Penn State center Talia East doesn’t think the bobblehead that will be given out before Sunday’s 2 p.m. clash against No. 24 Texas A&M looks a thing like her.
And it really doesn’t bother her in the least, even if she’s taken a little ribbing from her Lady Lion teammates.
“You know what, my mother is still going to love it,” East said. “My mom loves it regardless. That’s all that matters.”
The bobblehead isn’t the only kind of recognition that East is getting these days. The senior has moved into the starting lineup and has been a bright spot so far was the No. 12 Lady Lions (6-3) struggle to find their identity.
Coaches and teammates have praised East’s play so far. The 6-foot-3 center leads the Lady Lions in rebounding with a 6.8 average. She is scoring 6.6 points per game, but leads the team in field goal percentage (52.3).
“Talia’s playing really good basketball for us, probably the best basketball of her career,” Washington said. “She’s being really productive scoring and rebounding the ball.”
“She’s playing great,” reigning Big Ten Player of the Year Maggie Lucas said of East. “She’s really doing whatever we need her do. She gets in there and finishes opportunities. She rebounds. She defends. You can’t really ask for much more. She gets in there and does it every game.”
For most of her career, East has been an option off the bench, who saw a lot of her playing time when former center Nikki Greene was in foul trouble.
She did show flashes of stellar play, but this season it has been more evident, especially against the toughest teams on the schedule. She had eight points and 10 rebounds coming off the bench against No. 1 Connecticut and netted 12 points and eight rebounds against No. 4 Notre Dame.
“I think a lot of things got jumpstarted with UConn,” East explained. “Our team learned a lot of lessons, but personally I learned that I’m a good defender. That’s going to jumpstart everything — rebounding, offense. Whenever I play well defensively, it’s like a chain reaction.”
Washington said East’s improved play boils down to a couple of things — experience and confidence.
“I think she just got older,” Washington said. “She plays with a confidence and urgency that seniors play with. She’s doing a lot of the same things, but I just think she’s really comfortable with who she is as a basketball player — what her contributions to the team are and how she contributes to the team.
“She’s really comfortable in defending, rebounding and scoring around the basket. … She’s really figured out what her game is and what her contributions are.”
Washington said East realizes that she’s not going to hoisting 3-pointers and leading the break. East has found her niche around the basket. East like to say her range is “two feet.”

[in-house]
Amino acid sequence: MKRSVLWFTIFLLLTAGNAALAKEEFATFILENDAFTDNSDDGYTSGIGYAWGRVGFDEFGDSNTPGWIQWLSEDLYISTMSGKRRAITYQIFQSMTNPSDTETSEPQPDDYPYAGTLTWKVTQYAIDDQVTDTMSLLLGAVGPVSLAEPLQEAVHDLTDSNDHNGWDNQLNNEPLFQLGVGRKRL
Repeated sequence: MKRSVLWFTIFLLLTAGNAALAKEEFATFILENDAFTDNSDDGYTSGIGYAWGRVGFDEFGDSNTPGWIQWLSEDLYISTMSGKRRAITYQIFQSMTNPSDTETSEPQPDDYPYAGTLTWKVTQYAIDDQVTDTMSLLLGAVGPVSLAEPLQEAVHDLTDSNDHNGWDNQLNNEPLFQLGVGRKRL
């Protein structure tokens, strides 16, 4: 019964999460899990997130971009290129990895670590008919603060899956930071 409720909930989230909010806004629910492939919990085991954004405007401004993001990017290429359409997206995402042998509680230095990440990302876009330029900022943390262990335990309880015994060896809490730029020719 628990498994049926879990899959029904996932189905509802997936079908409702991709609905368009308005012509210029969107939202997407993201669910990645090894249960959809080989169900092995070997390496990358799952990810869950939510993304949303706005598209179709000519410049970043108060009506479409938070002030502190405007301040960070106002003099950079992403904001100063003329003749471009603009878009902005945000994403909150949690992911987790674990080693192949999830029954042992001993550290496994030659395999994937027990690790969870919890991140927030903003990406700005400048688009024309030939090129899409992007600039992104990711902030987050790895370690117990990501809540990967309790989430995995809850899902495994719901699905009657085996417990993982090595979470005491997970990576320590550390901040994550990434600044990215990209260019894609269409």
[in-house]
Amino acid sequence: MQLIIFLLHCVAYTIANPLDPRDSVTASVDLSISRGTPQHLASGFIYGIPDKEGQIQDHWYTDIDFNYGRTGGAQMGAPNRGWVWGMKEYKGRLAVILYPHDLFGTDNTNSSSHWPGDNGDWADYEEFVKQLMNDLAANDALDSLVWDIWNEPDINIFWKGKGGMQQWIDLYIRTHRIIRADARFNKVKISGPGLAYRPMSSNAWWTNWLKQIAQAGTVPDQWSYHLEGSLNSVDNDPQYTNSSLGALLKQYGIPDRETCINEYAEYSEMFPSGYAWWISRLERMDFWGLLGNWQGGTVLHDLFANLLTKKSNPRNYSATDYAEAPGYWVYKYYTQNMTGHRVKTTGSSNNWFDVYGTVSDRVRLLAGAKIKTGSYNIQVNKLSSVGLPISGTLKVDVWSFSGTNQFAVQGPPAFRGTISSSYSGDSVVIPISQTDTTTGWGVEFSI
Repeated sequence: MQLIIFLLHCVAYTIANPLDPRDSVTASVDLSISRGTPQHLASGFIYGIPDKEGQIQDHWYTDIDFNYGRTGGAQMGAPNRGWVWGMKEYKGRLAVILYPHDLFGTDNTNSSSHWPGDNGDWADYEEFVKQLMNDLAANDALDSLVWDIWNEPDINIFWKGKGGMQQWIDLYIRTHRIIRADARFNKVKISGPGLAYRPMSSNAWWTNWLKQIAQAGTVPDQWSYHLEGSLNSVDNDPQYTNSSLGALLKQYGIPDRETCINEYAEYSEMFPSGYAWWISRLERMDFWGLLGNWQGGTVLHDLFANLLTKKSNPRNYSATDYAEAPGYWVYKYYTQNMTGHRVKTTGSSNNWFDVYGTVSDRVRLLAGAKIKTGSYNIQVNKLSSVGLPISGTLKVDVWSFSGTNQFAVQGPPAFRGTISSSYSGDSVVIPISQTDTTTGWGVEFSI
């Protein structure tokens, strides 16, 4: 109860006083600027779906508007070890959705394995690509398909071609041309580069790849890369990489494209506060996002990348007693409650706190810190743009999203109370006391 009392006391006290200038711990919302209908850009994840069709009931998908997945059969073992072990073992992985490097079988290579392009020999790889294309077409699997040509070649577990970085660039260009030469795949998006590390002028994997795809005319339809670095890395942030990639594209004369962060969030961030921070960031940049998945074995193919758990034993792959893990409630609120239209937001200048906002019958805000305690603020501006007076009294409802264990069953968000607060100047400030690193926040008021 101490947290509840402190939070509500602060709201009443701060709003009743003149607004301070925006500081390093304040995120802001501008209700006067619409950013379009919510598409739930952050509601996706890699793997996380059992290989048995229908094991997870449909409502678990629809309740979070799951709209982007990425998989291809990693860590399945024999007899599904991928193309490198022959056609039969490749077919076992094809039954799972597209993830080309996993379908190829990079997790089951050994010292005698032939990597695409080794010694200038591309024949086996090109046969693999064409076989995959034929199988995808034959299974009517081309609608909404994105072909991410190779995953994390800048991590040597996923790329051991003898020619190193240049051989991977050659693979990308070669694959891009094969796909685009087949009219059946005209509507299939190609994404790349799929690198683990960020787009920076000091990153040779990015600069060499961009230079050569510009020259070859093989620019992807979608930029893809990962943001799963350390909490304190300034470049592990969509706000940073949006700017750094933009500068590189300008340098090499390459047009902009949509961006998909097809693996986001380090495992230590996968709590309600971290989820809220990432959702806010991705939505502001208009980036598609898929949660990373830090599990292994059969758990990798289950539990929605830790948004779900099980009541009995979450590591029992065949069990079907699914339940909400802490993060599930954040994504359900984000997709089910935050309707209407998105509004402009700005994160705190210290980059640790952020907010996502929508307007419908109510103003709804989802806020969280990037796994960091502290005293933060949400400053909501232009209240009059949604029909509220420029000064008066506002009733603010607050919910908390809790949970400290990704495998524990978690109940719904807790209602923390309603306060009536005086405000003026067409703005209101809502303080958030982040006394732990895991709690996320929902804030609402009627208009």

Washington has seen that self-actualization process happen often as players get older.
“I wish they would wait until they were seniors to have that light-bulb moment,” Washington said. “We coach 18 to 22 year-olds. At 18, they don’t have a clue. At 22, it starts to click in. Go figure.”
With seven freshmen on the roster, East is providing an example that knowing and executing a role is important in the final result on the scoreboard.
“She figured out who she was and how she can help this team,” Washington said. “Hopefully, the younger players can look at that and see, “these are the ways I can contribute to success of the team,” and embrace those.”
She’s also provided an example of stellar work ethic as it relates to foul shooting. Prior to this season, she was a career 52 percent shooter from the line. This season, she’s made 13 of 14. Her 93 percent clip is only second to Lucas’s 96.6 percent on the team.
“I’m like, ‘Wow T,’” Washington said of East’s foul shooting. “She put in a lot of work this summer. “
East credits her coach for the remarkable turnaround.
“Somebody is a genius and that genius’ name is Coquese Washington,” East said. “She put some time and effort into my shot. She broke it all of the way down.”
East, who has a wide base, said the difference is keeping her elbow tucked during the shot and taking her time before she launches.
Progress is what East also sees in the Lady Lions. “We’re getting there,” she said. “It’s going to get better.”
The Lady Lions, who suffered an 83-79 upset loss at South Dakota State on Wednesday, will be looking to do something today they haven’t done this season --- beat a ranked team.
The Aggies (5-2) are led by Courtney Walker, who averages 14.0 points per game. Karla Gilbert (11.3) and Achiri Ade (10.1) also score in double figures.
Texas A&M, the 2011 NCAA champion, is 13th in the nation defensively, allowing 54.4 points per game.
“Historically, Texas A&M has been a really athletic team,” Washington said. “They’ve been a very aggressive defensive team. They like to get up and play 94 feet, press and pressure and do all of those things on the defensive end to create offense.”